A NEW mental health campaign aimed to help boys speak out has been launched by Childline.
The service, which is run by the National Society for the Prevention of Cruelty to Children (NSPCC), said new data showed boys are far less likely to talk to its counsellors about mental health than girls.
In 2020/21 Childline carried out 31,899 counselling sessions with girls about mental health issues compared to 5,622 with boys.
When it came to counselling sessions about suicidal thoughts and feelings, they delivered 11,719 with girls but just 1,592 with boys.
Despite less boys talking to Childline about feeling suicidal than girls, the latest national data for registered deaths in England and Wales shows 122 boys aged 10 to 19 died by suicide. In the same year 52 girls took their life.
The We All Feel It campaign has been set up to support young males who are struggling to speak about their mental health and to help them before they reach crisis point.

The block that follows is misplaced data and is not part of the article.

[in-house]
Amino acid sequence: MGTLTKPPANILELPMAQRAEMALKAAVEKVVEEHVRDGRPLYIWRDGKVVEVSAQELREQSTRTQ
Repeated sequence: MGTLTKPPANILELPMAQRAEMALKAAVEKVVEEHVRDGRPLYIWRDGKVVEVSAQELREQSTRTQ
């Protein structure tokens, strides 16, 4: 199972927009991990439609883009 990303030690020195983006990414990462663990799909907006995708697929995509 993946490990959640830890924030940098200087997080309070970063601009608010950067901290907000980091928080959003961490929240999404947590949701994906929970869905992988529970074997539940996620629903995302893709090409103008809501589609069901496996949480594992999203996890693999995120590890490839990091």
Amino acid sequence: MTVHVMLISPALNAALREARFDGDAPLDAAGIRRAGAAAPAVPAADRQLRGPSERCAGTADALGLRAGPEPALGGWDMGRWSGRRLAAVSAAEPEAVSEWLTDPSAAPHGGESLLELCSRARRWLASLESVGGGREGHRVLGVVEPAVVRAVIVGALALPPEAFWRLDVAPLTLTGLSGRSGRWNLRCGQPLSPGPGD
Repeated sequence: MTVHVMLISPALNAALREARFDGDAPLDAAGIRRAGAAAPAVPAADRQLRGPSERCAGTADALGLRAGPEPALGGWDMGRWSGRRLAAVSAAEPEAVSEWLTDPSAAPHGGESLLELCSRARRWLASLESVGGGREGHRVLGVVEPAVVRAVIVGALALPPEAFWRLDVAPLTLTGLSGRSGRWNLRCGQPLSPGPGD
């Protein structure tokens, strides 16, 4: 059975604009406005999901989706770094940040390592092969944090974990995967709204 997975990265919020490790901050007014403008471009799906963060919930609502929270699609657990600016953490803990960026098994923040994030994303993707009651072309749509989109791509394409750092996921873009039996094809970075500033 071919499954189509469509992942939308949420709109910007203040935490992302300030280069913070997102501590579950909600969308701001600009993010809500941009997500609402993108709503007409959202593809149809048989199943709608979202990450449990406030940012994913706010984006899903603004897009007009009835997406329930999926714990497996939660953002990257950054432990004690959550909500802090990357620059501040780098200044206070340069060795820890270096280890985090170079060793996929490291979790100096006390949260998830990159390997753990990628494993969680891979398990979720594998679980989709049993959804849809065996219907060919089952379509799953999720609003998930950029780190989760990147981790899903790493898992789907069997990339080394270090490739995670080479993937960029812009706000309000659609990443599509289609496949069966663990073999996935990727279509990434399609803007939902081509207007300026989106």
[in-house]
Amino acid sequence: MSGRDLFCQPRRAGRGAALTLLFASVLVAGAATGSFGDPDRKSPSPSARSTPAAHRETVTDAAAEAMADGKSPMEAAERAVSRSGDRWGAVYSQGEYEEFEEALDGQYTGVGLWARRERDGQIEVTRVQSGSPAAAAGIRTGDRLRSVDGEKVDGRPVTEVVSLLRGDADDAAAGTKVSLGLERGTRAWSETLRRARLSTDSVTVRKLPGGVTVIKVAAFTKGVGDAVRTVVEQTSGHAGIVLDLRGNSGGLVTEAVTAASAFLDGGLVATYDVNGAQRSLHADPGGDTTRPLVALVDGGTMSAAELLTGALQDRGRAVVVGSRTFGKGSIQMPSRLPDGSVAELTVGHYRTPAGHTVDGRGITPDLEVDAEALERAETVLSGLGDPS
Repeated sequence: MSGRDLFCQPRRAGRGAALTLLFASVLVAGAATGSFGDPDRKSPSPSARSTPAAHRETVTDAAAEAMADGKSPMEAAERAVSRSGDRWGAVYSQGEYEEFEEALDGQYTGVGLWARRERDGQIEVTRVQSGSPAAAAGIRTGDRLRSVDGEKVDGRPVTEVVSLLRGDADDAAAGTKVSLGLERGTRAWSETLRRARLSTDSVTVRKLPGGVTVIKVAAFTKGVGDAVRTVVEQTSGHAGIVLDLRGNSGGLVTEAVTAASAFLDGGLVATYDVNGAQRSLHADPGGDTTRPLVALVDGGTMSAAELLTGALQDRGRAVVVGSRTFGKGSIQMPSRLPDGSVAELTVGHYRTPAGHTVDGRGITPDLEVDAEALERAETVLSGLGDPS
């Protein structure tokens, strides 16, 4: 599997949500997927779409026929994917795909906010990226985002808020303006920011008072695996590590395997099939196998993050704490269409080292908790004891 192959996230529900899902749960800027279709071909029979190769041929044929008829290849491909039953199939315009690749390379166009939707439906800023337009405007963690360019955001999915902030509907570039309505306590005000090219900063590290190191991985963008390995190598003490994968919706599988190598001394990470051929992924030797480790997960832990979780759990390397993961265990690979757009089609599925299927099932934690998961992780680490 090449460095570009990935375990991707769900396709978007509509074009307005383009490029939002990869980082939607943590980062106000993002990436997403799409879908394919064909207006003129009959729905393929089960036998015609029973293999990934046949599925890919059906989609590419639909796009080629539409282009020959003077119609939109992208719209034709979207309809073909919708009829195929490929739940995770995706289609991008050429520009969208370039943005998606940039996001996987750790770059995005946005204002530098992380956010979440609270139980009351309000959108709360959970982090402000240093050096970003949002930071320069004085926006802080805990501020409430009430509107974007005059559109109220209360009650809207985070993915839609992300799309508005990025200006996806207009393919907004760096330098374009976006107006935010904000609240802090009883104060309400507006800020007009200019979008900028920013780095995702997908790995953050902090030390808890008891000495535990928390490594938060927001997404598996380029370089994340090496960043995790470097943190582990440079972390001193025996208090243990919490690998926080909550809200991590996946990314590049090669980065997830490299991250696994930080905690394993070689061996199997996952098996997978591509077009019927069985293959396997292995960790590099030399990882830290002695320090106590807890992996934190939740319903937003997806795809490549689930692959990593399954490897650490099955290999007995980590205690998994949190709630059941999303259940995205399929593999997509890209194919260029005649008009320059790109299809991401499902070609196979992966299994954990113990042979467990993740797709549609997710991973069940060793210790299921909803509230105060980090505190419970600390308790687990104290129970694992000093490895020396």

Developed with creative agency Livity, the campaign aims to resonate with boys and remind them Childline is always there and ready to support them, with whatever they are experiencing, 24 hours a day.
Alex Gray, service head at Childline said: “At Childline, we know how hard it can be for children to speak out about their mental health.
“In particular, it can be really challenging for boys due to the pressures they feel around not showing emotion and appearing strong due to toxic masculinity.
“At Childline, we want to remind all children that sharing their mental health concerns with a trusted adult or a Childline counsellor is a brave thing to do and it will enable them to get the help and support they need.
“Talking about mental health issues early on can prevent things escalating and can save a young person’s life.
“We hope that by putting the spotlight on male mental health we can help boys understand that they are not alone.”
Children and young people can contact Childline for free, confidential support and advice, 24 hours a day on 0800 1111 or at www.childline.org.uk.